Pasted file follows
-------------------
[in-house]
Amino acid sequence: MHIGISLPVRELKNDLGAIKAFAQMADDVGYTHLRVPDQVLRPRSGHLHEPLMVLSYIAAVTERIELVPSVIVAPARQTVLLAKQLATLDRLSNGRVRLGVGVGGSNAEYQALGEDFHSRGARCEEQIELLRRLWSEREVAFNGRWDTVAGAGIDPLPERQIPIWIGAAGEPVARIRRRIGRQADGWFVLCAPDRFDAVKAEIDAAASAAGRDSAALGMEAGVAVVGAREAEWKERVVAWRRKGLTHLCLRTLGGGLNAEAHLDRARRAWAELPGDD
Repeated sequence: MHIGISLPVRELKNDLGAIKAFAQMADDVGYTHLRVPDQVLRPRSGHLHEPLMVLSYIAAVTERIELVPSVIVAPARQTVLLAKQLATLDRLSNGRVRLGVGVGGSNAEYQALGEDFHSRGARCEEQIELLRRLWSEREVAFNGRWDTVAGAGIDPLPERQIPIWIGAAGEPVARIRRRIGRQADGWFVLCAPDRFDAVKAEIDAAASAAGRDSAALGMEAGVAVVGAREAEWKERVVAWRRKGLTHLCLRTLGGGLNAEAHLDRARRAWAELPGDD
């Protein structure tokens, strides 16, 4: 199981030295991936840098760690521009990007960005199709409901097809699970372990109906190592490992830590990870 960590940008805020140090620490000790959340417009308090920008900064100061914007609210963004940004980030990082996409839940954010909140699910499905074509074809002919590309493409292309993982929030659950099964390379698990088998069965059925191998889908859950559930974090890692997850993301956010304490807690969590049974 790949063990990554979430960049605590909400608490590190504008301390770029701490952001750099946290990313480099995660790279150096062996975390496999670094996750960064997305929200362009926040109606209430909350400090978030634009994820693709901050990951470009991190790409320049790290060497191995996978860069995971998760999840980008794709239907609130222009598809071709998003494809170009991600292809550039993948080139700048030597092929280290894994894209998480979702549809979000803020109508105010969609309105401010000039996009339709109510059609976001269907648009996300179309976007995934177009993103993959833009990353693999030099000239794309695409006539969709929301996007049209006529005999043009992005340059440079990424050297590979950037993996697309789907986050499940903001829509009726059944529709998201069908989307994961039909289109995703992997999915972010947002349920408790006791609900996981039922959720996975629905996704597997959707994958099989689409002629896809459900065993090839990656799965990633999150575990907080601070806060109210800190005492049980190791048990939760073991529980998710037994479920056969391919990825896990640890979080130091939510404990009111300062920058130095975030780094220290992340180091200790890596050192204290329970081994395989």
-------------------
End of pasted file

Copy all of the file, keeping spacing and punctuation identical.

[in-house]
Amino acid sequence: MHIGISLPVRELKNDLGAIKAFAQMADDVGYTHLRVPDQVLRPRSGHLHEPLMVLSYIAAVTERIELVPSVIVAPARQTVLLAKQLATLDRLSNGRVRLGVGVGGSNAEYQALGEDFHSRGARCEEQIELLRRLWSEREVAFNGRWDTVAGAGIDPLPERQIPIWIGAAGEPVARIRRRIGRQADGWFVLCAPDRFDAVKAEIDAAASAAGRDSAALGMEAGVAVVGAREAEWKERVVAWRRKGLTHLCLRTLGGGLNAEAHLDRARRAWAELPGDD
Repeated sequence: MHIGISLPVRELKNDLGAIKAFAQMADDVGYTHLRVPDQVLRPRSGHLHEPLMVLSYIAAVTERIELVPSVIVAPARQTVLLAKQLATLDRLSNGRVRLGVGVGGSNAEYQALGEDFHSRGARCEEQIELLRRLWSEREVAFNGRWDTVAGAGIDPLPERQIPIWIGAAGEPVARIRRRIGRQADGWFVLCAPDRFDAVKAEIDAAASAAGRDSAALGMEAGVAVVGAREAEWKERVVAWRRKGLTHLCLRTLGGGLNAEAHLDRARRAWAELPGDD
């Protein structure tokens, strides 16, 4: 199981030295991936840098760690521009990007960005199709409901097809699970372990109906190592490992830590990870 960590940008805020140090620490000790959340417009308090920008900064100061914007609210963004940004980030990082996409839940954010909140699910499905074509074809002919590309493409292309993982929030659950099964390379698990088998069965059925191998889908859950559930974090890692997850993301956010304490807690969590049974 790949063990990554979430960049605590909400608490590190504008301390770029701490952001750099946290990313480099995660790279150096062996975390496999670094996750960064997305929200362009926040109606209430909350400090978030634009994820693709901050990951470009991190790409320049790290060497191995996978860069995971998760999840980008794709239907609130222009598809071709998003494809170009991600292809550039993948080139700048030597092929280290894994894209998480979702549809979000803020109508105010969609309105401010000039996009339709109510059609976001269907648009996300179309976007995934177009993103993959833009990353693999030099000239794309695409006539969709929301996007049209006529005999043009992005340059440079990424050297590979950037993996697309789907986050499940903001829509009726059944529709998201069908989307994961039909289109995703992997999915972010947002349920408790006791609900996981039922959720996975629905996704597997959707994958099989689409002629896809459900065993090839990656799965990633999150575990907080601070806060109210800190005492049980190791048990939760073991529980998710037994479920056969391919990825896990640890979080130091939510404990009111300062920058130095975030780094220290992340180091200790890596050192204290329970081994395989």